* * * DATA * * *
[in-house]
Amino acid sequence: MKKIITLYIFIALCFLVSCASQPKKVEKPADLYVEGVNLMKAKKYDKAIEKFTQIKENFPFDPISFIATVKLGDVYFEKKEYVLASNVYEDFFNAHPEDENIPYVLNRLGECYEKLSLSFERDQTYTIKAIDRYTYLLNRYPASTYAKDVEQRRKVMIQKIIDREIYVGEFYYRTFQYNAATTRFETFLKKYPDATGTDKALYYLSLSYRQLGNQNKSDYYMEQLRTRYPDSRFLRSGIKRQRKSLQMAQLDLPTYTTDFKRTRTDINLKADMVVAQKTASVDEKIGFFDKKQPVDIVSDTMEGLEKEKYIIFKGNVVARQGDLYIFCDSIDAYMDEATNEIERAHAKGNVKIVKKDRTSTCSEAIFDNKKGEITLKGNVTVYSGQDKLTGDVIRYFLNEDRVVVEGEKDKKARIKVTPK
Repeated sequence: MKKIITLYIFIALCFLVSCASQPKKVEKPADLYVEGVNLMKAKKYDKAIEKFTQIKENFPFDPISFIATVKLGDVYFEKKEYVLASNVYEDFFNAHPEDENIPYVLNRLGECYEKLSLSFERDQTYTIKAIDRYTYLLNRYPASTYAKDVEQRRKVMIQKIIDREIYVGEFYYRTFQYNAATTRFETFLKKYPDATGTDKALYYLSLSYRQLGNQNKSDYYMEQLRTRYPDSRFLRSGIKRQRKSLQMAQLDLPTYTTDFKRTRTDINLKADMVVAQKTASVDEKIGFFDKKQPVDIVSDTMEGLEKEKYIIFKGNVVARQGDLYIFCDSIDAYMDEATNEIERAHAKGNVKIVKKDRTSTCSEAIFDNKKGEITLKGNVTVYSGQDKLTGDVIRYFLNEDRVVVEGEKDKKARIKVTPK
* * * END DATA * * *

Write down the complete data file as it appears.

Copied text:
[in-house]
Amino acid sequence: MKKIITLYIFIALCFLVSCASQPKKVEKPADLYVEGVNLMKAKKYDKAIEKFTQIKENFPFDPISFIATVKLGDVYFEKKEYVLASNVYEDFFNAHPEDENIPYVLNRLGECYEKLSLSFERDQTYTIKAIDRYTYLLNRYPASTYAKDVEQRRKVMIQKIIDREIYVGEFYYRTFQYNAATTRFETFLKKYPDATGTDKALYYLSLSYRQLGNQNKSDYYMEQLRTRYPDSRFLRSGIKRQRKSLQMAQLDLPTYTTDFKRTRTDINLKADMVVAQKTASVDEKIGFFDKKQPVDIVSDTMEGLEKEKYIIFKGNVVARQGDLYIFCDSIDAYMDEATNEIERAHAKGNVKIVKKDRTSTCSEAIFDNKKGEITLKGNVTVYSGQDKLTGDVIRYFLNEDRVVVEGEKDKKARIKVTPK
Repeated sequence: MKKIITLYIFIALCFLVSCASQPKKVEKPADLYVEGVNLMKAKKYDKAIEKFTQIKENFPFDPISFIATVKLGDVYFEKKEYVLASNVYEDFFNAHPEDENIPYVLNRLGECYEKLSLSFERDQTYTIKAIDRYTYLLNRYPASTYAKDVEQRRKVMIQKIIDREIYVGEFYYRTFQYNAATTRFETFLKKYPDATGTDKALYYLSLSYRQLGNQNKSDYYMEQLRTRYPDSRFLRSGIKRQRKSLQMAQLDLPTYTTDFKRTRTDINLKADMVVAQKTASVDEKIGFFDKKQPVDIVSDTMEGLEKEKYIIFKGNVVARQGDLYIFCDSIDAYMDEATNEIERAHAKGNVKIVKKDRTSTCSEAIFDNKKGEITLKGNVTVYSGQDKLTGDVIRYFLNEDRVVVEGEKDKKARIKVTPK